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McCain Delivers Key Health Care Vote — And Then Blasts The Process


Senator John McCain had surgery to remove a malignant brain tumor just 10 days ago. And today he made a dramatic return to the U.S. Senate to give Republicans and President Trump a much-needed yes vote in the latest attempt to repeal and replace the Affordable Care Act. It was an emotional moment as he entered the chamber where he has served since 1987. NPR's Don Gonyea reports.

DON GONYEA, BYLINE: Until today, Senator McCain had made no public appearances since his diagnosis. There was a photo on his official Twitter account showing him seated next to a creek while on a hike near Sedona, Ariz. But then came this afternoon. The vote on the motion to proceed with debate on the Republican health care bill was already underway when McCain walked into the Senate chamber.


GONYEA: He shook hands with leadership from both parties. Then, businesslike, McCain walked up to the clerk and recorded his yes vote on the motion.


UNIDENTIFIED WOMAN: Mr. McCain. Mr. McCain, aye.

GONYEA: They certainly needed McCain's vote. The tally was 50-50 with Vice President Mike Pence casting the tie-breaking vote. McCain was then given the floor.


JOHN MCCAIN: When I stand here today, looking a little worse for wear, I'm sure, I have a refreshed appreciation for the protocols and customs of this body.

GONYEA: McCain stood straight and steady at his desk and spoke clearly, reading his prepared remarks, but visible was a long scar over his left eye. McCain, a former Navy officer and pilot who spent five and a half years as a prisoner of war in Vietnam, then called his time in the Senate the most important job he's had in his life. He noted the traditional description of the Senate as the world's greatest deliberative body.


MCCAIN: I'm not sure we can claim that distinction with a straight face today.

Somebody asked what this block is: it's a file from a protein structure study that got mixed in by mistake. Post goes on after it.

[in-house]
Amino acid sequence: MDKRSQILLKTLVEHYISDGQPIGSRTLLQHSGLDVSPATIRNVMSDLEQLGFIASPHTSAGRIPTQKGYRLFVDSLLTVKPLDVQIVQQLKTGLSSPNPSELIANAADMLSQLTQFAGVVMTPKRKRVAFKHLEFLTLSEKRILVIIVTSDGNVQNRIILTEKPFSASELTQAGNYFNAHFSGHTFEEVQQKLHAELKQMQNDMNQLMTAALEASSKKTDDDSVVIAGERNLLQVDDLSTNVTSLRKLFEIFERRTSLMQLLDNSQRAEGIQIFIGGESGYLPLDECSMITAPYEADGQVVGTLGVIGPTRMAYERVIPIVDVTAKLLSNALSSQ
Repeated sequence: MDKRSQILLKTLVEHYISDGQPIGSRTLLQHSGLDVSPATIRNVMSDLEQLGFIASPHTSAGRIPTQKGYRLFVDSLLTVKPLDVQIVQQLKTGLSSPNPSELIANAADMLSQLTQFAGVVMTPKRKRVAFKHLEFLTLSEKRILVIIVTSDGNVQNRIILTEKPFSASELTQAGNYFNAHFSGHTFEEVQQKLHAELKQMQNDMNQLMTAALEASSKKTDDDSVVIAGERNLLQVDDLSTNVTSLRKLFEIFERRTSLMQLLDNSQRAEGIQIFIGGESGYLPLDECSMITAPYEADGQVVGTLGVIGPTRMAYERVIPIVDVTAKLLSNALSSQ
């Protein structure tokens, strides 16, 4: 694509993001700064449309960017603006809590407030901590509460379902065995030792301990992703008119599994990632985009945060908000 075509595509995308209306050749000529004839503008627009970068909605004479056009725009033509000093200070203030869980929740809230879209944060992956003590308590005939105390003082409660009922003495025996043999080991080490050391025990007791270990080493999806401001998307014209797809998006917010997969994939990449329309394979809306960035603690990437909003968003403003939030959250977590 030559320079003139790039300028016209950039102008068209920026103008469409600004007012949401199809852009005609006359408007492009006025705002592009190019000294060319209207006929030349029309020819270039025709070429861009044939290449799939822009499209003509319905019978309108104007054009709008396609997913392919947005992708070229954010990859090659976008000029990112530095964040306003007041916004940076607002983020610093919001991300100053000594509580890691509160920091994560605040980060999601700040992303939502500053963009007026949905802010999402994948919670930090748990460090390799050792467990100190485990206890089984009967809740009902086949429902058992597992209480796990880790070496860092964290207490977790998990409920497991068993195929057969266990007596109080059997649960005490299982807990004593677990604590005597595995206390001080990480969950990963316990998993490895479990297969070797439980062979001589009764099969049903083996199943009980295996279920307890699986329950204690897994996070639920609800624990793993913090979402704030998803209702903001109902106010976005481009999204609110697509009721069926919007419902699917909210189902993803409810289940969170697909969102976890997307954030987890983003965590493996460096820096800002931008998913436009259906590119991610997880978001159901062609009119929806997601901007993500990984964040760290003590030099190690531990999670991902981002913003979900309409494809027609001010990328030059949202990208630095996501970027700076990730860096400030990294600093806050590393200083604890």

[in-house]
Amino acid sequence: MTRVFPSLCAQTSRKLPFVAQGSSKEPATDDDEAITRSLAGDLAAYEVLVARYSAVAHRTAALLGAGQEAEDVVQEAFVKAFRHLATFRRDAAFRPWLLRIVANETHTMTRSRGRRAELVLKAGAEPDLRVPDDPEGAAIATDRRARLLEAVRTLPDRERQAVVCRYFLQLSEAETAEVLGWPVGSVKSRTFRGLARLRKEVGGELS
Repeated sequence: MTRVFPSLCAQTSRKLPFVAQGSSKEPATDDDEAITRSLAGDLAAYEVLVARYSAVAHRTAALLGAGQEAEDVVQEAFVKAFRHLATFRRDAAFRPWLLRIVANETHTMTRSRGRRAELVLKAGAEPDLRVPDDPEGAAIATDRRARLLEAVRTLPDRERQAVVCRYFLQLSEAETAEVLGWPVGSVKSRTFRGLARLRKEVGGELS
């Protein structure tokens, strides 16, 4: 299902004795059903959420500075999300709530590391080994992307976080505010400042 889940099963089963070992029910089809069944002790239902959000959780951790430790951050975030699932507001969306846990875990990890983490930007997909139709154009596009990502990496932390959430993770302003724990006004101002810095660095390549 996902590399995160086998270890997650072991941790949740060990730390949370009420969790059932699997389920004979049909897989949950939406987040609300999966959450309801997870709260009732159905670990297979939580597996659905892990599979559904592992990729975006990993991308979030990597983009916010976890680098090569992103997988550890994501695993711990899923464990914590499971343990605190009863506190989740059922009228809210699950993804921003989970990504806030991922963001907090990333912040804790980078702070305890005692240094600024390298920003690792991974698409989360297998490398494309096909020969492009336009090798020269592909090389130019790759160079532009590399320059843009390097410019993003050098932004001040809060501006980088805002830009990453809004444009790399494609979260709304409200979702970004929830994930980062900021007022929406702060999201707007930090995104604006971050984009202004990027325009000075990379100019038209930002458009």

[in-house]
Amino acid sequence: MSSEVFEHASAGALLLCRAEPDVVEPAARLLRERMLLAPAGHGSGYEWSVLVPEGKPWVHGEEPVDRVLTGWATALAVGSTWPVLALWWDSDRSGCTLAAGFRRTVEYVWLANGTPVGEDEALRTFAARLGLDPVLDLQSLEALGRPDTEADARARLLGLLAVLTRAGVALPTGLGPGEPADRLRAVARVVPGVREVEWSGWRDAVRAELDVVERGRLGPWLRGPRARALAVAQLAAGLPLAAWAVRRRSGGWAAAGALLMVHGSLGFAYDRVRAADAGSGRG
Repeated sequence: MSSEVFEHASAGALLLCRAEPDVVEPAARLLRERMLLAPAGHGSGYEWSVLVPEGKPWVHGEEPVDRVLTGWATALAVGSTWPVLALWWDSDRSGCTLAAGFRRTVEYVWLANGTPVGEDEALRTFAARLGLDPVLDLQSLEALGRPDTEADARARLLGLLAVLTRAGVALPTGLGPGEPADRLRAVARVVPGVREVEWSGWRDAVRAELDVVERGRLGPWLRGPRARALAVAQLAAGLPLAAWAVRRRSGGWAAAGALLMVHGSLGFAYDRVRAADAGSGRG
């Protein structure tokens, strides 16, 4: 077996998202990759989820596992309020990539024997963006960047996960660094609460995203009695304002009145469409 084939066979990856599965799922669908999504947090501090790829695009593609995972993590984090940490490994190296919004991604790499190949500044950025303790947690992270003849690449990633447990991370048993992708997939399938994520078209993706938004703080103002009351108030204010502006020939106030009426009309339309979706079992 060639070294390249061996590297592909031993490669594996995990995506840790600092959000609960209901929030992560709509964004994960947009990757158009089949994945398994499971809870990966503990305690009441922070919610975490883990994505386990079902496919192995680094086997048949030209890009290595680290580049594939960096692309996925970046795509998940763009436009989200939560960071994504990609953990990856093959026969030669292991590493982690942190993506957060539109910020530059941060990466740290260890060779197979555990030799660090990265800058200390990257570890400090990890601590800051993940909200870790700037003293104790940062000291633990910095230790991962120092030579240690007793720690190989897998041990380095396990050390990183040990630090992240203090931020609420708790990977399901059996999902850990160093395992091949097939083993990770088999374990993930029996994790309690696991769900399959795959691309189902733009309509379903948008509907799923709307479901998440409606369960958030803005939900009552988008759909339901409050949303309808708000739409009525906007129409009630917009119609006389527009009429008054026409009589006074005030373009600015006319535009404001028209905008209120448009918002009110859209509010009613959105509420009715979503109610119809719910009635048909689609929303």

GONYEA: And he grimly described the tone of debates in recent years.


MCCAIN: They are more partisan, more tribal, more of the time than at any time that I can remember.

GONYEA: McCain said his vote today is only to allow debate on the health care bill. He stressed that he cannot support the bill as currently written. He criticized Democrats for passing Obamacare seven years ago with no Republican votes, but he says the Republicans are now trying to do the same thing. And he had this admonition.


MCCAIN: Stop listening to the bombastic loudmouths on the radio and television and the internet. To hell with them.


MCCAIN: They don't want anything done for the public good. Our incapacity is their livelihood.

GONYEA: President Trump this afternoon cited McCain's bravery for getting to Washington to cast this vote, and earlier today, Trump tweeted that McCain is an American hero, all of this almost exactly two years after candidate Trump ridiculed McCain's time as a prisoner of war by saying, quote, "I like people who weren't captured." Today, on the Senate floor, McCain asserted the Senate's power to be a check on the power of the president.


MCCAIN: Whether or not we are of the same party, we are not the president's subordinates. We are his equal.

GONYEA: McCain's remarks felt like a valedictory address. He said he'd be in town for a few days then will head back home to treat his illness. He closed with this.


MCCAIN: I have every intention of returning here and giving many of you cause to regret all the nice things you said about me. And I hope to impress on you again that it is an honor to serve the American people in your company. Thank you, fellow senators. Mr. President, I yield the floor.


GONYEA: Senator John McCain speaking in the Senate this afternoon. Don Gonyea, NPR News, Washington. Transcript provided by NPR, Copyright NPR.

NPR transcripts are created on a rush deadline by an NPR contractor. This text may not be in its final form and may be updated or revised in the future. Accuracy and availability may vary. The authoritative record of NPR’s programming is the audio record.

Don Gonyea
You're most likely to find NPR's Don Gonyea on the road, in some battleground state looking for voters to sit with him at the local lunch spot, the VFW or union hall, at a campaign rally, or at their kitchen tables to tell him what's on their minds. Through countless such conversations over the course of the year, he gets a ground-level view of American elections. Gonyea is NPR's National Political Correspondent, a position he has held since 2010. His reports can be heard on all NPR News programs and at NPR.org. To hear his sound-rich stories is akin to riding in the passenger seat of his rental car, traveling through Iowa or South Carolina or Michigan or wherever, right along with him.